Government publishes 'free school' application forms
Parents can begin applying to set up their own "free schools" from today.
The Department for Education (DfE) is publishing a proposal form for groups to fill out, setting out their reasons, the aims and objectives of the school, an outline of a curriculum, evidence of demand from parents and possible locations.
Education Secretary Michael Gove said it was the next step in the Government's education reforms.
Plans for "free schools" were a key plank of the Conservative election manifesto, and they held on to them in the coalition with the Liberal Democrats.
The move will see parents, teachers and charities given state funding to set up and operate schools, similar to the Swedish model, which would be taxpayer-funded and non-fee-paying but independent from state control.
The DfE said today that this would be "in response to parental demand".
The Tories argue the system will give parents more choice, narrow the achievement gap between rich and poor youngsters and drive up standards across the system because of the element of competition it will create.
Groups who make successful bids will have to complete a business plan setting out the school's financial viability at a later date, the DfE said.
They will also have to go through suitability and vetting tests, including criminal records checks.
The first "free schools" are expected to open in September next year.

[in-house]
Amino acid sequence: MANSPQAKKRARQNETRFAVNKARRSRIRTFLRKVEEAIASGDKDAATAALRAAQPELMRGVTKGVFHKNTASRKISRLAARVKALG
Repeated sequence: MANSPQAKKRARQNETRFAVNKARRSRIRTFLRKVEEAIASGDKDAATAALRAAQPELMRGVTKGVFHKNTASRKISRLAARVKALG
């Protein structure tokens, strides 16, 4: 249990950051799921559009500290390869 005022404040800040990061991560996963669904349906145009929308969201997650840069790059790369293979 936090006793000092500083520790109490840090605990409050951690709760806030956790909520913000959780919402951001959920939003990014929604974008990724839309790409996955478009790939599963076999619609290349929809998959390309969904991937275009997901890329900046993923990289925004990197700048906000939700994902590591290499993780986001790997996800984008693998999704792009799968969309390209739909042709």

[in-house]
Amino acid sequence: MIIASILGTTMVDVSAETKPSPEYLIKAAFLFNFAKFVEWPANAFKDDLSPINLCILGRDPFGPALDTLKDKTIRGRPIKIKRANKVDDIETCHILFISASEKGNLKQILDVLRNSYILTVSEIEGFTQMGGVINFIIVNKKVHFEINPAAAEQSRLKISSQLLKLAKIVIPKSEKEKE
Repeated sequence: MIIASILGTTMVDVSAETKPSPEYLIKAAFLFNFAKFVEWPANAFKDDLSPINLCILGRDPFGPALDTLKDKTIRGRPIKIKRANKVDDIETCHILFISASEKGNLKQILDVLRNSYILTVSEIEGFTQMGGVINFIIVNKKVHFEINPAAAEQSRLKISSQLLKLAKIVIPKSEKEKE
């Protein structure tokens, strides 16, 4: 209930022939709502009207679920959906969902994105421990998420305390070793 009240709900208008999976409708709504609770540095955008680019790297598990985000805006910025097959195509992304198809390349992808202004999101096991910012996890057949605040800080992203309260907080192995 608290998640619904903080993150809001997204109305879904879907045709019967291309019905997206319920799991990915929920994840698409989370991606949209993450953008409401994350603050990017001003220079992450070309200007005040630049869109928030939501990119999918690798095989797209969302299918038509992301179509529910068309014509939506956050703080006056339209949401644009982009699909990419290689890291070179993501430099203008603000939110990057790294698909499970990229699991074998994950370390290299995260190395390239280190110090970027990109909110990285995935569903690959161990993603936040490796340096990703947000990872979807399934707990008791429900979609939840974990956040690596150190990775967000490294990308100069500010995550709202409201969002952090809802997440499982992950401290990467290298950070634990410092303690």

Mr Gove told the BBC Radio 4 Today programme the "principal motivating factor" for free schools was "closing the attainment gap".
"The situation we have in this country at the moment is that we have one of the most stratified, segregated school systems in the developed world," he said.
"In order to tackle the attainment gap, we want to learn from what's happened in America, Sweden, Canada, other countries that have given schools a greater degree of autonomy."
He said he expected teachers, parent groups, charities and philanthropists to express interest in setting up schools.
"We want to do everything possible where we can extend the choice that parents have - but we're not talking about placing a burden on individual parents. We're talking primarily about liberating teachers."
Mr Gove said there would no longer be a "situation where it's bureaucratic intervention, where it's national strategies designed from the centre to tell people how to run schools".
Before any free school could be established it had to be "rigorously" inspected by Ofsted, he added.
"Let's be clear - these are schools of choice... they will be set up by people who want to enhance and improve what's already there," he said.
"So I'm not anticipating failure, I'm anticipating success. But we will be rigorous in ensuring that those who do go down this road are equipped to make it a success.
"And if they falter, if things goes wrong, if there's any jiggery-pokery, schools will close."
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